PSC: SEAG TV revenue to fund Para Games
THE GAME OF MY LIFE - Bill Velasco (The Philippine Star) - December 28, 2019 - 12:00am

The undeclared revenue generated by the broadcast rights and other sponsorships of the recent 30th Southeast Asian Games should fund the 10th ASEAN Paralympic Games which will also be held in the Philippines.

This was the reaction of the Philippine Sports Commission to The STAR’s exposé Monday that possibly billions of pesos in SEA Games television revenues alone have been undeclared. SEA Games organizers, in this case the Philippine Southeast Asian Games Organizing Committee or PHISGOC, generally hire an outside contractor to design, package and sell the rights to live broadcasts of the various sports to other countries participating in the SEA Games.

The initial budget of P6 billion allocated by the Philippine government for the conduct of the SEA Games was further augmented by P522 million from the PSC. This was done upon instructions from President Rodrigo Duterte to not let the Games fail. This was also in response to impending problems caused by several factors, including delays in procurement of equipment and services, and other complaints.

The government is estimated to have spent hundreds of millions of pesos to hire American broadcast producer NEP Group, Inc. to sell the broadcast rights for the Games to at least the 10 countries that participated. NEP is a long-time broadcaster that has vast experience in live sports event coverage and has done visual effects for international blockbuster series like “Game of Thrones.” The amount paid to NEP is not clearly indicated in the budget for the SEA Games, which consolidated the P6 billion spent by the Department of Budget and Management, Philippine Olympic Committee, PHISGOC and the PSC. The PSC, being the government’s highest sports governing body, disbursed the public funds used, since private entities are not authorized to handle government funds.

“The 30th SEAG was hosted by the government with a budget of  P7 billion, through PSC,” explains PSC chairman Butch Ramirez, “and therefore, all income from all activities by PHISGOC must go back to government, like TV rights, tickets, and all fund-raising activities by PHISGOC and POC. It’s a COA rule.”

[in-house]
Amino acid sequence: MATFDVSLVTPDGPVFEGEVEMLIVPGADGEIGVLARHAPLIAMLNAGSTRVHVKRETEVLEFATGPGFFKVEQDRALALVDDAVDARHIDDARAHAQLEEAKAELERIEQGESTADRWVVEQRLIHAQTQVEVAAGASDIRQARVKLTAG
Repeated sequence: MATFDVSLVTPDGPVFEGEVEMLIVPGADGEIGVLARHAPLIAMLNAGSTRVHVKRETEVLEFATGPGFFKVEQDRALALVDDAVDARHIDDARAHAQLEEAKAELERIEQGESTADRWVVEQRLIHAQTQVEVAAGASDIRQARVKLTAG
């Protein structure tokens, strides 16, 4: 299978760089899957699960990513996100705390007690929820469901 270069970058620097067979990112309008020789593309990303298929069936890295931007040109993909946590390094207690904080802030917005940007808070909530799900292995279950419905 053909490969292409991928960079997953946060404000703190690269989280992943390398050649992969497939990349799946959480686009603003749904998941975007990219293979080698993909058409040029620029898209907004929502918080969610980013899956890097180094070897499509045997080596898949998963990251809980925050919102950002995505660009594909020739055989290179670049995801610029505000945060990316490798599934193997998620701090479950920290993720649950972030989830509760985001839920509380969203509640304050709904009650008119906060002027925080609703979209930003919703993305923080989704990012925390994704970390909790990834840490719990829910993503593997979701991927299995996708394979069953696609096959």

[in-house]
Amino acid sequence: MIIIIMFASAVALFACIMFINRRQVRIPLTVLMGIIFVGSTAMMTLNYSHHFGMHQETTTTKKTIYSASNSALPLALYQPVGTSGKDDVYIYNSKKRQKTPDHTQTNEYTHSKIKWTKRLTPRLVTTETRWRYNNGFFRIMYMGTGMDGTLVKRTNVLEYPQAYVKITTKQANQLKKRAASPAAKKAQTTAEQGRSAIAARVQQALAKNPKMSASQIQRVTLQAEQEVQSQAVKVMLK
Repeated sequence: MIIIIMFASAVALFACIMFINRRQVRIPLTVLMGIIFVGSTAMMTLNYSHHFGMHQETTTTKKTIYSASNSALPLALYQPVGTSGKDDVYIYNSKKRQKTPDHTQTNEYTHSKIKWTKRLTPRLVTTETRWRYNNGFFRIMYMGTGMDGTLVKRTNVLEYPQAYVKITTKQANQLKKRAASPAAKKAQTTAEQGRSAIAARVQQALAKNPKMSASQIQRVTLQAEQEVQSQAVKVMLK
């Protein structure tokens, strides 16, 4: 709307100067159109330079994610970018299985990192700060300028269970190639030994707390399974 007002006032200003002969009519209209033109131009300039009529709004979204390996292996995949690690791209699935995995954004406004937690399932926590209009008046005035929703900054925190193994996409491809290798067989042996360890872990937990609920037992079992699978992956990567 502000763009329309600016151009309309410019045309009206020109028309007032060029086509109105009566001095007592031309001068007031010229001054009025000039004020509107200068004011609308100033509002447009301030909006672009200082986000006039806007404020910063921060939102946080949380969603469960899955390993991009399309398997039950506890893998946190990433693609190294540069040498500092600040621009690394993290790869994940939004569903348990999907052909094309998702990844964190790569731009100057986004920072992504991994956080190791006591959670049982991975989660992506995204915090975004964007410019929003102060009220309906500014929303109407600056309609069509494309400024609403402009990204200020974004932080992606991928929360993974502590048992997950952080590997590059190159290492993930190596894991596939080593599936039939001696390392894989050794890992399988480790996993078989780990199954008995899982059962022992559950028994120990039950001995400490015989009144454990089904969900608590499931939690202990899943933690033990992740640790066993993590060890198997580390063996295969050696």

When government agencies or government-owned and controlled corporations (GOCCs) make money, the income is remitted to the National Treasury for use in other nation-building projects. The Commission on Audit will review all the expenditures for the SEA Games 30 days after its conclusion, in the second week of January. In 2005, the Philippines spent P300 million hosting the SEA Games, P27 million of which was later disallowed by COA. Even prior to this year’s SEAG, the Senate already expressed alarm over its extremely large budget, beginning with the million-dollar cauldron which was first used in a prerecorded segment of the opening ceremonies.

Meanwhile, the ASEAN Paralympic Games (Para Games), which traditionally follow the SEA Games, have been turned over to the PSC. The Paralympic Games were started in England in the 1920’s, initially to provide a competitive playing field for military personnel who were disabled in World War I. The 2020 ASEAN Para Games in the Philippines have been moved from January to March to allow for better preparation. These Games are traditionally held in many of the same venues where the preceding SEA Games are staged.

“The income from the SEA Games should be given back to the government so that Para Games can be funded right after SEA Games,” Ramirez added.

As of this writing, it is unknown how much total revenue the broadcast rights and sponsorships of the Games brought in. The estimates range from P500 million to over P2 billion. This airtime rates and fees vary from country to country, as does programming. Though the Philippines loves basketball, other ASEAN nations which were colonized by European countries prefer to watch football.

The PSC is hoping that all the monies earned from broadcast rights, sponsorships, merchandising and other deals will be remitted to the government soonest, so that the Para Games may go on without a hitch.  After all, the country’s responsibility did not end with the SEA Games closing ceremony on Dec. 11.

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